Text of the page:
Argentine Jewish MP proposes 'day of remembrance' for victims of the Nazis the country gave refuge to

Waldo Wolff's draft bill has secured the enthusiastic backing of the Simon Wiesenthal Centre


Argentina is considering declaring July 15 a ‘day of remembrance’ for the victims of the Nazi war criminals gave sanctuary to in the aftermath of the Second World War.

The draft law was proposed by Jewish parliamentarian Waldo Wolff and backed by the Simon Wiesenthal Centre.  

Argentina, Mr Wolff wrote in an accompanying justification for the proposal, hosted at least 180 individuals who were “suspected, accused, tried and/or sentenced" for war crimes in Europe after the Second World War. 

The country, then under the rule of Juan and Evita Peron, became a safe haven for war criminals escaping Europe.

Among those who emigrated to Argentina was Adolf Eichmann, one of the orchestrators of the Holocaust, Auschwitz doctor Josef Mengele and Eduard Roschmann, who is cited for the death of some 40,000 Jews in the Riga Ghetto.

July 15 has been proposed as it was the first full day that Mr Eichmann, who was later captured and taken Israel to face justice, spent in Argentina on his arrival in 1950.  

Mr Wolff wrote that Argentina’s “generous tradition of political asylum” had been used to “provide refuge for questionable characters, sometimes out of carelessness and other times through the deliberate actions of those seeking to protect individuals like Eichmann”.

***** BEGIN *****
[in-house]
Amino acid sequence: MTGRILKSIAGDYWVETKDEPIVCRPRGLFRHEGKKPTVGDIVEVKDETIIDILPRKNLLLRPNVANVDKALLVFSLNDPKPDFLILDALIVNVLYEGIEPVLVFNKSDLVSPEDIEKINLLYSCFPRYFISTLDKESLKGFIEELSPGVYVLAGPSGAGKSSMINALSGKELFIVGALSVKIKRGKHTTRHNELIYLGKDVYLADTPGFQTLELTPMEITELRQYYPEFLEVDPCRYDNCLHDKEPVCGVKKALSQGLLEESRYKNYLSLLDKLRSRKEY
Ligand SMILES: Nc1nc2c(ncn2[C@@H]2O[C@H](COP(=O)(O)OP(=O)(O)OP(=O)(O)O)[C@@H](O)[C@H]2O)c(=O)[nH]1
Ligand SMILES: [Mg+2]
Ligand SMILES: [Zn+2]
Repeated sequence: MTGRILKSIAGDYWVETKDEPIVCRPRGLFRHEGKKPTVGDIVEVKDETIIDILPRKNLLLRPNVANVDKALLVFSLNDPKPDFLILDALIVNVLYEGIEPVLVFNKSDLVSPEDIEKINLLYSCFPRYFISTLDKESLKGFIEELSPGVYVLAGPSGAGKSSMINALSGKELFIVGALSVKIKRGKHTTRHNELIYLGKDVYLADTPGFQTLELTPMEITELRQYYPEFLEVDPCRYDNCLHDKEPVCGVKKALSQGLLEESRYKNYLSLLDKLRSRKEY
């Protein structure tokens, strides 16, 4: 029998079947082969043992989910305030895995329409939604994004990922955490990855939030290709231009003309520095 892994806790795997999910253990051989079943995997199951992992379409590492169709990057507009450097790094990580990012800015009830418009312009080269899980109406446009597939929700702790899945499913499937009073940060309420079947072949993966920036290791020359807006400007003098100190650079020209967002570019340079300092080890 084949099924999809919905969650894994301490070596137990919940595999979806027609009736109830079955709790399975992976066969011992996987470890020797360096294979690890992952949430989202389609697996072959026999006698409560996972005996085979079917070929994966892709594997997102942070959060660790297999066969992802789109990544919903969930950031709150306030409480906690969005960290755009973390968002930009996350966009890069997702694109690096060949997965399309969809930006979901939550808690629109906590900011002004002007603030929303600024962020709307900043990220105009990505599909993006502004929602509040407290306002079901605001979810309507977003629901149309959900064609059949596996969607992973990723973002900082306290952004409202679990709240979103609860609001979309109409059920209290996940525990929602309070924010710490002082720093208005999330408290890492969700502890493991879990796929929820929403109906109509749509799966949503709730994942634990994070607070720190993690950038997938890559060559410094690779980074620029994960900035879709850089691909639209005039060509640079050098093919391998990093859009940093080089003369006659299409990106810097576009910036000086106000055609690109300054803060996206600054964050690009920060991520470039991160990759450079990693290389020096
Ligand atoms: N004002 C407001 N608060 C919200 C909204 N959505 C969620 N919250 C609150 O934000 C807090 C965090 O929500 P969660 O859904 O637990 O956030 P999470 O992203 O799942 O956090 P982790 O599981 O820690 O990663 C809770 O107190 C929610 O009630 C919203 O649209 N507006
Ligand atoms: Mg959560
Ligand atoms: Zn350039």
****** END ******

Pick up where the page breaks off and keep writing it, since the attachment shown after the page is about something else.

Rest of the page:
The bill is sponsored by nine other Argentine MPs and would see July 15 becoming a day on which the Argentine government would be required to host educational and commemorative events.

The Simon Wiesenthal Centre gave its backing to the proposal in a video released on Wednesday.

Dr Shimon Samuels, its director of international relations, said: “The Wiesenthal Centre proudly sponsors this bill and hopes that such policy regarding antisemitism will be followed in other Latin American countries.”

“This is about justice, and not revenge,” added Dr Ariel Gelblung, the director of the Wiesenthal Centre in Latin America.

Argentine Holocaust survivor Monica Dawidowicz, who gave testimony, said: “It is very painful to know that while Nazis entered through an open door, Jews could do so only with false documents, illegally or through bribery.”

In 1938, Argentina instructed its diplomats abroad to refuse visa requests from Jews seeking to escape Europe. It adopted the IHRA definition of antisemitism in June.

Mr Wolff is an opposition Jewish MP with a controversial record both within the Jewish community and in wider Argentine politics.

A former footballer who played in both Argentina and Israel, he was previously the vice-president of the Delegation of Argentine Israelite Associations – Argentine Jews’ representative body.

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